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This question already has an answer here:

Wasn't quite sure if this was suitable for Puzzling; however it has a problem/puzzle in it, so decided to give it a shot. Please appropriately downvote if you feel you should.

Yesterday morning I came to class as usual, and a student came up to me. He said he had a proof that could revolutionize mathematics.

Being a Grade 11 teacher, I didn't believe him.

So I asked him to tell me about the proof, he said "I've divided it into several steps, and said it seemed to work perfectly well, with zero problems." Then he told me "It's a proof that 1 is equal to 0."

So I asked if he could find any mistakes, he responded "None that I could find, sir, however it wouldn't surprise me if there was. I had thought of it after you taught us factoring. I think you'd like to take a look".

I indeed did, and he showed me, mentioning that it was indeed stating $1=0$.

Obviously this is false, and by looking at the paper I noticed his trivial error almost immediately.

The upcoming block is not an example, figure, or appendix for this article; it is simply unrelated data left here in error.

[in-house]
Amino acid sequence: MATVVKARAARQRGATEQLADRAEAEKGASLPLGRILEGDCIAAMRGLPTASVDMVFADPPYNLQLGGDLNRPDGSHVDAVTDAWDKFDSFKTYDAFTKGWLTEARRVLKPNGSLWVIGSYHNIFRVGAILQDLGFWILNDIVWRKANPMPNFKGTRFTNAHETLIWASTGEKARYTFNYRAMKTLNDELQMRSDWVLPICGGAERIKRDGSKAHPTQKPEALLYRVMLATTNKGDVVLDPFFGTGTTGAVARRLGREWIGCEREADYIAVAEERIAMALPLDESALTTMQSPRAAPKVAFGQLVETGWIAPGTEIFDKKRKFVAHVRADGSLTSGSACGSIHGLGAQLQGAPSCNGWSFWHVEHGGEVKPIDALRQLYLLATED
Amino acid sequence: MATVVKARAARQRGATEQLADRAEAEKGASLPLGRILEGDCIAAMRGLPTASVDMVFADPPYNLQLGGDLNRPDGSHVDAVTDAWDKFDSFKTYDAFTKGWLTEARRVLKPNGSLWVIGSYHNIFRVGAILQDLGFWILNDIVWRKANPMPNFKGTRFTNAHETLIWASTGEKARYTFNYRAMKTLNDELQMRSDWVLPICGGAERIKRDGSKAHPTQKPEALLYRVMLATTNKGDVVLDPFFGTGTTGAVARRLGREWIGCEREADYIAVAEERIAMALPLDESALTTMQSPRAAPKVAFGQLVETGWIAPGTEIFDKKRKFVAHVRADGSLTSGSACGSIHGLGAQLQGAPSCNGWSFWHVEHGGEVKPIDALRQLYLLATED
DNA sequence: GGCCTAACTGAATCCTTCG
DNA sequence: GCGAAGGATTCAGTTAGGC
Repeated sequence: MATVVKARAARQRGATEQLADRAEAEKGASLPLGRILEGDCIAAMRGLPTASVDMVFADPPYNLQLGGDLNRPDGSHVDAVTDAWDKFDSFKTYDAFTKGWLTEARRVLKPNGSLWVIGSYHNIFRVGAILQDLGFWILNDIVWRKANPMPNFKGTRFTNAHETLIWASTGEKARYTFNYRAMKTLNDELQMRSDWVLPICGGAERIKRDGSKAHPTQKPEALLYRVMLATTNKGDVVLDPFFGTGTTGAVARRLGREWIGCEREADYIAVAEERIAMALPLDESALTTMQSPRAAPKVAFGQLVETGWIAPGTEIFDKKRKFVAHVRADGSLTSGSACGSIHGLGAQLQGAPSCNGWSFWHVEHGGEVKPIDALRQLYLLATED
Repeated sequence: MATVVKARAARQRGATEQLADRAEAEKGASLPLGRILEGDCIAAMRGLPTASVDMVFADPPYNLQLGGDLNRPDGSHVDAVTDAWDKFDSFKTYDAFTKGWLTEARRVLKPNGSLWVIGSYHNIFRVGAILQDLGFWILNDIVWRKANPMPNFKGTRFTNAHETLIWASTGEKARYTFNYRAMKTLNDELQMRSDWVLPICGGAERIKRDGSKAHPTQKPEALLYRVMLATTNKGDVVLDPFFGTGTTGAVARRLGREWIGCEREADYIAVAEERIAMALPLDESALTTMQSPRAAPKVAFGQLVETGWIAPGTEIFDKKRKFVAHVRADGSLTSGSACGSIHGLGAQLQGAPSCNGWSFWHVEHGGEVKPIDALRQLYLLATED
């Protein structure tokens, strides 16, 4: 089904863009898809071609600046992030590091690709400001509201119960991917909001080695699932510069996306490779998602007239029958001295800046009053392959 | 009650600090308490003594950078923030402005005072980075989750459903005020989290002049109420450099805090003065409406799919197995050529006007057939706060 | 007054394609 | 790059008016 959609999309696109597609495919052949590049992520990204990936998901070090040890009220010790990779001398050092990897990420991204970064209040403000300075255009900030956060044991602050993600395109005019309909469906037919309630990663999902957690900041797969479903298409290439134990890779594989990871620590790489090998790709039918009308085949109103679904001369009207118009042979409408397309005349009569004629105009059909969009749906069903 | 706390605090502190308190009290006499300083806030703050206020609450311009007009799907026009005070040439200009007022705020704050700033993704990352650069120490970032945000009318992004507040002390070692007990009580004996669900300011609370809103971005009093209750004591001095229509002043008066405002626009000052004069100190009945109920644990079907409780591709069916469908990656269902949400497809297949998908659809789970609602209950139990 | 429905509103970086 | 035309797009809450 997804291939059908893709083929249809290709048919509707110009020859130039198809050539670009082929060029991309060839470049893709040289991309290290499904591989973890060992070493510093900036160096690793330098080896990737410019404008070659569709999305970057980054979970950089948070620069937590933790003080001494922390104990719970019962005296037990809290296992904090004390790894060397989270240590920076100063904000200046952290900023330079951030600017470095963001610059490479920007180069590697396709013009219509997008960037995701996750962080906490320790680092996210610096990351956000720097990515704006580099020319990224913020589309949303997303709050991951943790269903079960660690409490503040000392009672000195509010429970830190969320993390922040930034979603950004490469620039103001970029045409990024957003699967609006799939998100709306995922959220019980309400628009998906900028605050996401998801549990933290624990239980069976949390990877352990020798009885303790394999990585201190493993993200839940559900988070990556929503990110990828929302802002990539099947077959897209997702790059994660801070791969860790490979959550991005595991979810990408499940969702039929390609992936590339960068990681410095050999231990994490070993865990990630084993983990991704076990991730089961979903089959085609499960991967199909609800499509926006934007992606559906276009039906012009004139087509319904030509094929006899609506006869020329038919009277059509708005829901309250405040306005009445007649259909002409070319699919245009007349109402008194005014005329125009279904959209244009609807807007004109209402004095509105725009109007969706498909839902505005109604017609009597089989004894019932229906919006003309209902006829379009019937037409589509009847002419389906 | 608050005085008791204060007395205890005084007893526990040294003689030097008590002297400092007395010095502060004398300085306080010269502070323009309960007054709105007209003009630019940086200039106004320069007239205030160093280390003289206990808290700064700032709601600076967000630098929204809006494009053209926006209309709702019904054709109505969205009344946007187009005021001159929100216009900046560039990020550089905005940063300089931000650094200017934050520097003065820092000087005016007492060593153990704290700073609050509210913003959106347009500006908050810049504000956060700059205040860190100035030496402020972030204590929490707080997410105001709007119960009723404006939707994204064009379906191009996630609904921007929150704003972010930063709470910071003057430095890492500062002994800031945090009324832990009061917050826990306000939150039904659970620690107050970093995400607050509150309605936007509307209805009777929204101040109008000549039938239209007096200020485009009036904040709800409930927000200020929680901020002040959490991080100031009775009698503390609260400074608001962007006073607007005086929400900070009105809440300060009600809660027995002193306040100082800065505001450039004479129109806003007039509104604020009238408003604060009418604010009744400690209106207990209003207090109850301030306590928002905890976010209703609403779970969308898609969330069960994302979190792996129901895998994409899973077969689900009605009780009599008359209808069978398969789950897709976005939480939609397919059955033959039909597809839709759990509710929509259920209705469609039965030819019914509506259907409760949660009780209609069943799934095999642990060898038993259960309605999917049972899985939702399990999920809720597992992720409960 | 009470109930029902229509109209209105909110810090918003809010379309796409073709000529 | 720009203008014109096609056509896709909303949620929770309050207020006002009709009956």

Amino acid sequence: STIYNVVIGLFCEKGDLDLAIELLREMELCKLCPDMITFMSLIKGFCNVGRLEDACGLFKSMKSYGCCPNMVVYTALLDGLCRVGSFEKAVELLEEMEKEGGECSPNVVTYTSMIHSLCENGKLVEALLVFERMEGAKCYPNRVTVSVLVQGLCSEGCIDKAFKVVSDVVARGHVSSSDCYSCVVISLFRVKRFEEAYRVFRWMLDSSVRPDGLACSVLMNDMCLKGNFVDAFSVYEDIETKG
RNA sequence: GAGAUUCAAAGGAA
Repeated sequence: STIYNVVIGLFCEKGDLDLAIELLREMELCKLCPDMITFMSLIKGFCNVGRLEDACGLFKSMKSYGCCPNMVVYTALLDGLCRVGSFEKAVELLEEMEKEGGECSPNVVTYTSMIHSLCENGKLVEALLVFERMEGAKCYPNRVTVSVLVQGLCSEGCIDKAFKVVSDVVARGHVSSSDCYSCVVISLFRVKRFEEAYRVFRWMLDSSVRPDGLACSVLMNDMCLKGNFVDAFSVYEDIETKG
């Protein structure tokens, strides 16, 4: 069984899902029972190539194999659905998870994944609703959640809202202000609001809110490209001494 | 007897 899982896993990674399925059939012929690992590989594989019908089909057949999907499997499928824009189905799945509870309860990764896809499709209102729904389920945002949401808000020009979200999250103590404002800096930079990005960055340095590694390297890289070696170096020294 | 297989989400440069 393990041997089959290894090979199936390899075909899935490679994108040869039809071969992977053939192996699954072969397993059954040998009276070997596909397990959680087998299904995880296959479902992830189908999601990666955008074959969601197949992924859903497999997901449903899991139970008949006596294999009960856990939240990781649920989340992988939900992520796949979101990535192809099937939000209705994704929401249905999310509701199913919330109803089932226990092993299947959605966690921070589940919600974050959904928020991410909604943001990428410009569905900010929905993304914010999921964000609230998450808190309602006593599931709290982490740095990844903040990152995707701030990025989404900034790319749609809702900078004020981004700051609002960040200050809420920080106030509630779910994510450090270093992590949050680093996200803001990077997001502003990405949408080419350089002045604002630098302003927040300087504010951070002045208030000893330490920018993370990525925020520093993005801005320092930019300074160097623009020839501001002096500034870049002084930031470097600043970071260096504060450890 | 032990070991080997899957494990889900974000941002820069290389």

Assume x and y are two nonzero numbers.
$x = y$
$x^2 = x*y $
$x^2 - y^2 = x*y - y^2 $
$x + y = y $
$2*y = y $
$2 = 1 $
$1 = 0$

However, I have a challenge for you, and this is to find the error my student made.

But not only that, you must explain how everything he told me was true.

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marked as duplicate by Deusovi, CodeNewbie, A E, AJL, Engineer Toast Oct 21 '15 at 12:04

This question has been asked before and already has an answer. If those answers do not fully address your question, please ask a new question.

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    $\begingroup$ Similar question here. $\endgroup$ – Len Oct 21 '15 at 3:18
  • $\begingroup$ Not a duplicate. There's an additional word problem about"0 problems" $\endgroup$ – warspyking Oct 21 '15 at 13:38
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The errors lies here:

There is an implicit division by 0 between steps 3 and 4. Step 3 states: $x^2-y^2=xy-y^2$. Factoring this produces $(x+y)(x-y)=y(x-y)$. Going to step 4 requires that you divide through by $(x-y)$, but step 1 implies that $x-y=0$.

He is technically correct in what he said because:

He said the proof has "zero problems". This is correct; there is a problem with the number 0 in his proof.

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    $\begingroup$ Good job :) Did you think this puzzle was appropriate? $\endgroup$ – warspyking Oct 20 '15 at 21:49
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The student divided by zero between the third and fourth lines. He wrote the third line as:

$(x + y)(x-y) = y(x-y)$

And proceeded to cancel the term $(x-y)$. This can be done if and only if $(x-y) \neq 0$, but since the hypothesis is $x=y$ we arrive at a contradiction.

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